US4593976 *May 22, 1985Jun 10, 1986Bennett, Ringrose, Wolsfeld, Jarvis, Gardner, Inc.Solar illumination device
US4714797 *Oct 26, 1983Dec 22, 1987Toki NagaiComposite electromotive apparatus utilizing solar energy and the like
US5648873 *May 30, 1996Jul 15, 1997Minnesota Mining And Manufacturing CompanyFor directing sunlight through a structure toward a target area
US5707458 *May 23, 1996Jan 13, 1998Toyota Jidosha Kabushiki KaishaLight converging solar module
US5977475 *Oct 10, 1997Nov 2, 1999Toyota Jidosha Kabushiki KaishaConverging solar module
US6256947Jun 4, 1998Jul 10, 2001Solatube International, Inc.Method and apparatus for a tubular skylight system
US8053662Sep 22, 2008Nov 8, 2011Kasra KhazeniSolar energy collection devices
US20110272000 *May 6, 2010Nov 10, 2011Thermoguide Ltd.Linear low concentration photovoltaic generator
CN101622503BMar 3, 2008Jul 13, 2011原子能委员会Solar collector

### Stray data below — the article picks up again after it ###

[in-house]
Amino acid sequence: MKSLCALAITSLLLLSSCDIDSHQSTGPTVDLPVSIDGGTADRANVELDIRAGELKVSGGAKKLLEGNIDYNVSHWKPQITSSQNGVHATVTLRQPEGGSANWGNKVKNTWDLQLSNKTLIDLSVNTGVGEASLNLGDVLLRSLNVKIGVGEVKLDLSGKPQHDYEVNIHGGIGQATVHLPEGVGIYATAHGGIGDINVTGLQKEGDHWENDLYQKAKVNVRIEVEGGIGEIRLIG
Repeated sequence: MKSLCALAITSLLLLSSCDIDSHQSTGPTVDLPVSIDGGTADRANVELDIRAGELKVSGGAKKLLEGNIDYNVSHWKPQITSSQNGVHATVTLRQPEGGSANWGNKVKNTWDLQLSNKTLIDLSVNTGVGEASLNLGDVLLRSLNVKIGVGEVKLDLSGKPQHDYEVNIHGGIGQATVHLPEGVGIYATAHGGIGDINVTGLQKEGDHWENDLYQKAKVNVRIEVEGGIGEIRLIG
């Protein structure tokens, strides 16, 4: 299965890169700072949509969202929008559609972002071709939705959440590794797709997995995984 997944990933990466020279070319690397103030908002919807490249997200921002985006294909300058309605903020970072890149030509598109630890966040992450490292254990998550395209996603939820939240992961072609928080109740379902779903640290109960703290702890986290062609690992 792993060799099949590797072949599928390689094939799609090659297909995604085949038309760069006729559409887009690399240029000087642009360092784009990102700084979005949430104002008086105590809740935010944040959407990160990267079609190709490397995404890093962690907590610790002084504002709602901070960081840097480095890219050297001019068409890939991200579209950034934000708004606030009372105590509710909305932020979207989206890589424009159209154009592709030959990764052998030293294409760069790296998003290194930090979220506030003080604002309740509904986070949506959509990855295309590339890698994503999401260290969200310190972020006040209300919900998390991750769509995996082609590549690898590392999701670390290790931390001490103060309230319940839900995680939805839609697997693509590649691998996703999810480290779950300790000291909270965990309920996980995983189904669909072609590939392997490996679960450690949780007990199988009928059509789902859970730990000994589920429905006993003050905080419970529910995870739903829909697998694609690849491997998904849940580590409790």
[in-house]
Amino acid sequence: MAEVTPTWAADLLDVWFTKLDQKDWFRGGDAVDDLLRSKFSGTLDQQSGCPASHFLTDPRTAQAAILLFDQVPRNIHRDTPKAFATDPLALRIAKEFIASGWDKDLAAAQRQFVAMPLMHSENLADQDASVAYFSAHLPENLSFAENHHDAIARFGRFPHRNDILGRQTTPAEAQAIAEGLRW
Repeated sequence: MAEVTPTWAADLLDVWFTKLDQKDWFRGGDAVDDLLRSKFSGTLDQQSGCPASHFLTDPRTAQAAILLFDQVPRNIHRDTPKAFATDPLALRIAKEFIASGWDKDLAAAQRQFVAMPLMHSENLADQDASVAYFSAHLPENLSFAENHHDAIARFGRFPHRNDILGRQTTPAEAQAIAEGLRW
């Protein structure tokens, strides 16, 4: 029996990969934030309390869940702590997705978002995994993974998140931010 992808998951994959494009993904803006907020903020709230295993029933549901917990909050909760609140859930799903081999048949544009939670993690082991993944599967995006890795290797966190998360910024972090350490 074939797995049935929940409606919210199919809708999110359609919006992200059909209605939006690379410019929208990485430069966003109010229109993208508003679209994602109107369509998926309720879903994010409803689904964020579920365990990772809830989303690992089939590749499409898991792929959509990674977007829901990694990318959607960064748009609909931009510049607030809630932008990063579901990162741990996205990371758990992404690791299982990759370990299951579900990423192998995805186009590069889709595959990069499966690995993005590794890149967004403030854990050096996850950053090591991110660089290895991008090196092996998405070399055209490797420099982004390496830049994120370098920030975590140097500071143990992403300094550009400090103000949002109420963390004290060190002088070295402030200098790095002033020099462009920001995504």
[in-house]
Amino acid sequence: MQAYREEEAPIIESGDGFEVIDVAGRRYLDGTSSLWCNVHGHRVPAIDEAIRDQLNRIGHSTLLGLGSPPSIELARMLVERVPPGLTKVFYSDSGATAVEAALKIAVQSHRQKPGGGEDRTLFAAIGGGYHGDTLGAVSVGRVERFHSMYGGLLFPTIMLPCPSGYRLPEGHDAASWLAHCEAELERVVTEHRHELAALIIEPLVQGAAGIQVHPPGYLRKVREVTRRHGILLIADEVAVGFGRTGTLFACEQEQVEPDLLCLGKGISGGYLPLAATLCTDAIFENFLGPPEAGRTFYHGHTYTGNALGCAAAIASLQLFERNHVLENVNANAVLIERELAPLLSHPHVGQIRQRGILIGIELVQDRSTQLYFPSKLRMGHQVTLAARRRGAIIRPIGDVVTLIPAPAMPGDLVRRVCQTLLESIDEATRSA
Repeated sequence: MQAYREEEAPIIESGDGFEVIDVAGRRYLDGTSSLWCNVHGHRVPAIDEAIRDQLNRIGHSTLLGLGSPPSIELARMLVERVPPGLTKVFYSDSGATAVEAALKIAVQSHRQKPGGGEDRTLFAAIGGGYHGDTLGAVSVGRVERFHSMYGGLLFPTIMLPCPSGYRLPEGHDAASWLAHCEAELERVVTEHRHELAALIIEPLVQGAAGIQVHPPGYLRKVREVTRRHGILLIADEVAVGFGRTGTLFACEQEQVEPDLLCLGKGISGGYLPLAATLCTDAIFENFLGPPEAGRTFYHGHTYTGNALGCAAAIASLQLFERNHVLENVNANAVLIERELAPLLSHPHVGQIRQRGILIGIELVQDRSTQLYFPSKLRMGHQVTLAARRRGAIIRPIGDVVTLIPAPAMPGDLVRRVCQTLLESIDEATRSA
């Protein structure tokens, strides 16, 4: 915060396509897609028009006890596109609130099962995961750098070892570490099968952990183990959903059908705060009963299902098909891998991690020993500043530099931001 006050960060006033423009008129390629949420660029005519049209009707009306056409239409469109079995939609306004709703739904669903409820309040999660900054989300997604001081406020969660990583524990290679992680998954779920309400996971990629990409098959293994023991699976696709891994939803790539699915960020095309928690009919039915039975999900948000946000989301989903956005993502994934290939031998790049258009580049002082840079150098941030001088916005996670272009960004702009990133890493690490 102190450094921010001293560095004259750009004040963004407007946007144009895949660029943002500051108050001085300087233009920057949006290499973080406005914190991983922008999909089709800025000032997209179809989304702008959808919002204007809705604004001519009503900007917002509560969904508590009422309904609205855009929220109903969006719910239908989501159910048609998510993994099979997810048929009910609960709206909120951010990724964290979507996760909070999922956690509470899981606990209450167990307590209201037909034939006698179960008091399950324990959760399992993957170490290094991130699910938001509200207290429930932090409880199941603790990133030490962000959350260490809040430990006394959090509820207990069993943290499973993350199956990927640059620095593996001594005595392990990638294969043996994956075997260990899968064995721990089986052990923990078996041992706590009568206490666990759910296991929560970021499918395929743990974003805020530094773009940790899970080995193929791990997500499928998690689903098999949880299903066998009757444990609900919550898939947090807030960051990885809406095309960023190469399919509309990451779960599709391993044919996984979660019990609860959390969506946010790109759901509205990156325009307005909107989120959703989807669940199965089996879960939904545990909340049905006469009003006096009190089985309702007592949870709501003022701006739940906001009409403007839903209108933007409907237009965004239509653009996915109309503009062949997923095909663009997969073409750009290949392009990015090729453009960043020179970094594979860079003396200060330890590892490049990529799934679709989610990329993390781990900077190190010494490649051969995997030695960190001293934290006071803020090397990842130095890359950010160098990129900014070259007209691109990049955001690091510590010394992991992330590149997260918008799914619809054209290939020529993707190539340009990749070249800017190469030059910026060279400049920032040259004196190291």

CN101963405A *Sep 30, 2010Feb 2, 2011北京印刷学院Spinning paraboloidal condensing and spherical lighting solar water heating and power generating device
CN101963405BSep 30, 2010Mar 21, 2012北京印刷学院Spinning paraboloidal condensing and spherical lighting solar water heating and power generating device
EP0744625A2 *May 8, 1996Nov 27, 1996Toyota Jidosha Kabushiki KaishaSolar tracking apparatus for solar cells
WO2009074281A2 *Dec 8, 2008Jun 18, 2009Kark AgRoofing made of sun protection elements
WO2009125334A1 *Apr 6, 2009Oct 15, 2009Universitat De LleidaSolar energy generating device
Classifications
U.S. Classification136/206, 126/685, 126/578, 136/248, 136/259, 126/909, 126/696, 136/246, 126/907, 126/683
International ClassificationH01L35/00, G02B27/00, F24J2/08, F24J2/38, G01S3/786, H01L31/052, G02B3/08
Cooperative ClassificationH01L35/00, Y02B10/20, H01L31/0522, Y02E10/47, F24J2/085, Y02E10/52, Y10S126/907, Y02E10/43, Y10S126/909, G01S3/7861, F24J2002/075
European ClassificationH01L35/00, G01S3/786B, H01L31/052B, F24J2/08B